Thursday, 12 October 2017

Look! Lovely Leaflets!

Bowled Over At Dover
Chum David, whom you will remember is a lorry driver on a weekly run to France, is an occasional user of Dover Truck Stop. Common on the continent and appearing more in the UK a "Truckstop" is a specialised service area designed for long distance lorry drivers.

The one at Ashford is quite posh ...
... the one at Dover, less so.
But the list of facilities is impressive.
The caff is good vale, says Dave, and the secure parking is very necessary these days unless (like Dave) you can live in your cab. The Truckstop is located on Menzies Road at Whitfield. Just along the road is the Stagecoach depot ...
... and nearby is Whitfield's Tesco Extra. 
So all life is there in its amazing richness. It was as Dave was settling down for his nosh and a cuppa that he noticed a strange apparition; something that you would not expect in a Truckstop.
A selection of Stagecoach bus leaflets for Dover! Not only that, but all the Stagecoach services that call near the Truckstop were included.

The 61A pops in at peaks ...
... the 90 is an occasional daytime visitor ...
... and the 12 joins the main 61 service at nearby Tesco.
Do truck drivers take their scheduled relief and, having parked, nip in to Dover for the nightlife? Or are the leaflets there because it is almost next door to the bus depot?

Either way it beats most train stations, many town centres and even some bus stations.

Three hearty cheers for Stagecoach Dover!

Remarkable in Rutland
Rutland is England's smallest mainland county with its capital at Oakham. There have been attempts to dispose of Rutland, first by splitting it up between neighbouring authorities and then by making it part of Leicestershire. But it fought long and hard and won back its independence.

Oakham has a lovely railway station ...
... where you will find an Airfix signal box constructed at a scale of 12 inches to the foot.
Yes, the plastic kit (1959!) was based closely on Oakham box ...
... and cost 2/- (10p)
fbb bought one of the originals but Dapol still makes the kit, now priced at £7!
It makes up into a jolly good model ...
... but the one pictured above has been "done up" a bit.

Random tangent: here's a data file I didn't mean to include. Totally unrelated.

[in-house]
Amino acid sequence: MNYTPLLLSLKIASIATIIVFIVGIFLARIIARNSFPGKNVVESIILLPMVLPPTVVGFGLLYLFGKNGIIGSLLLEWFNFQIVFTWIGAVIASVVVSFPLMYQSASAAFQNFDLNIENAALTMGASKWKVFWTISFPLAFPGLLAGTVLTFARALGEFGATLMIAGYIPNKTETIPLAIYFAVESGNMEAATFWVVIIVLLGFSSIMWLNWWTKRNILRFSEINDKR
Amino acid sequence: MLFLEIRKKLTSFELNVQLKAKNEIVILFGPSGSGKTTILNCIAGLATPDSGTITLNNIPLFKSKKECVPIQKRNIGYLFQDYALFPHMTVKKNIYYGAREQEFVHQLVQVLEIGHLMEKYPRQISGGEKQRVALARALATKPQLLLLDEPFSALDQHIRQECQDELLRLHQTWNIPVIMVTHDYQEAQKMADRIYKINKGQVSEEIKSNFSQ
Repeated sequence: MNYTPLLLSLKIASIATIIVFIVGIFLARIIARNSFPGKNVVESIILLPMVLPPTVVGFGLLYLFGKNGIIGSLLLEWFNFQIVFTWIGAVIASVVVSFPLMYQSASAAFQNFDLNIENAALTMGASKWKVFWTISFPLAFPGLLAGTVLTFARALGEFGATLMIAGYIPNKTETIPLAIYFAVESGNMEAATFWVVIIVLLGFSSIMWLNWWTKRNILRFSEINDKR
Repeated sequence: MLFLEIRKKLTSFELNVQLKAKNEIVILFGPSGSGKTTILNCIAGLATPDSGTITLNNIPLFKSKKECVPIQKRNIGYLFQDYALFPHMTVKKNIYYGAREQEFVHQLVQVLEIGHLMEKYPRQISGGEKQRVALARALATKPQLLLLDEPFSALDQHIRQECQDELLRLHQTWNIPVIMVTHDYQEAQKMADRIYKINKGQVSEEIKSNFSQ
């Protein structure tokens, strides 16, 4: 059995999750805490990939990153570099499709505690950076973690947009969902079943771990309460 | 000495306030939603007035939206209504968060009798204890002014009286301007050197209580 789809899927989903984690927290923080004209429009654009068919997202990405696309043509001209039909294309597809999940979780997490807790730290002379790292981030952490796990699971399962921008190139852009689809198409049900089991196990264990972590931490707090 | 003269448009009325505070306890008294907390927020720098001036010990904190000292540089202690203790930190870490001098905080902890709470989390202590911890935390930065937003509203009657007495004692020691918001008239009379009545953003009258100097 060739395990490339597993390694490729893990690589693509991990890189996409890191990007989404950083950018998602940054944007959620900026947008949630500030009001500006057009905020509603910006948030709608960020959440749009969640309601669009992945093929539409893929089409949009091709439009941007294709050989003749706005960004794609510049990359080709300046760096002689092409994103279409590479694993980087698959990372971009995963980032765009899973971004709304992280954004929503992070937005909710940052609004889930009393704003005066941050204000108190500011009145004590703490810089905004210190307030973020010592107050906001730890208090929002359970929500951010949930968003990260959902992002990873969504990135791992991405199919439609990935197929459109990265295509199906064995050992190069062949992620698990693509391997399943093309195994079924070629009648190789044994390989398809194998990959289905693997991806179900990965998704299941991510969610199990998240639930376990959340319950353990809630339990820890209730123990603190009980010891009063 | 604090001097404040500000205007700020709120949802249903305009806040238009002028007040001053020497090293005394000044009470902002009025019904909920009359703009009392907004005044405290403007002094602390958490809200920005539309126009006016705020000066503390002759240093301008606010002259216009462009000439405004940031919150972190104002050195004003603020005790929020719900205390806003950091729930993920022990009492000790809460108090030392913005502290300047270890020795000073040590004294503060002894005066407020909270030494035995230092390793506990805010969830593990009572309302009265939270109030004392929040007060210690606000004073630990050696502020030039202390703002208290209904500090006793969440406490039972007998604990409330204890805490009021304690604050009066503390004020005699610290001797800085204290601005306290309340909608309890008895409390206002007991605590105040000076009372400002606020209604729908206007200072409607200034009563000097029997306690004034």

About seven minutes walk from the railway station is John Street. This offers locals and those on the move two excellent facilities. One is a Wilko store and the other is ...
... Oakham's bus station. Ostensibly it doesn't seem much of a bus station - a row of stops and a full length shelter with typically "basic" seating.
But at the opposite end of the set of the stands is what makes this "bus station" special. There is a waiting room.
Thanks to Northampton correspondent Alan we can take a look inside.

There are seats, of course.
There is a bus departure screen which ...
... was displaying lots of duplicate bus journeys. Actually, it wasn't working properly but at least it gave the right information even if it was repeated. Also there was a train departure display.
But two especially good things; a hot drinks machine (working!) and a rack of timetable leaflets.
How up-to-date and complete the leaflet set was couldn't be confirmed by Alan who was just "passing through" - but it was much more up-to-date than the "onward journey" poster back at the railway station.
Alan writes:-

It does not include the fact that the Melton Mowbray to Oakham section of Centrebus service 19 has now been joined up with the Oakham  to Corby route and re-numbered RF1. It also does not tell you that you have the alternative choice of a bus from Oakham to Melton Mowbray or Stamford which might be slower but your chances of getting a seat could be greater.

Oh, and another bonus; just past Wilko is where you can obtain more substantial comestibles from Captain Noel Newton ...
... courtesy of Messrs Wetherspoon.

It is in the former Royal British Legion building in High Street. The firm had originally intended to name the pub after one the founders of the legion, Earl Haig. But Oakham Town Council and the Oakham branch of the Royal British Legion wrote to J D Wetherspoon as they believed it should be named after a someone local . The legion and council suggested the name "The Captain Noel Newton", and the firm has listened to their requests. Captain Noel Newton was a former Rutland High Sheriff in the 1930s and lived in the building before he sold it to the legion for £1,600 between 1948 to 1950.

What an admirable idea, naming a pub after a recent local celeb! A certain author looks forward to the opening of Wetherspoon's "The Fat Bus Bloke" at Seaton!

Not a good idea?

 Next Brackley blog : Friday 13th October 


  1. Rutland are pretty good on public transport and timetable information. They still publish a county timetable book available from libraries (and John Street bus station in Oakham as per your picture).

  2. The Leaflet rack contains Centrebus comprehensive timetable books with some additional County leaflets for services such as dial a ride and school buses, so yes it should be up to date.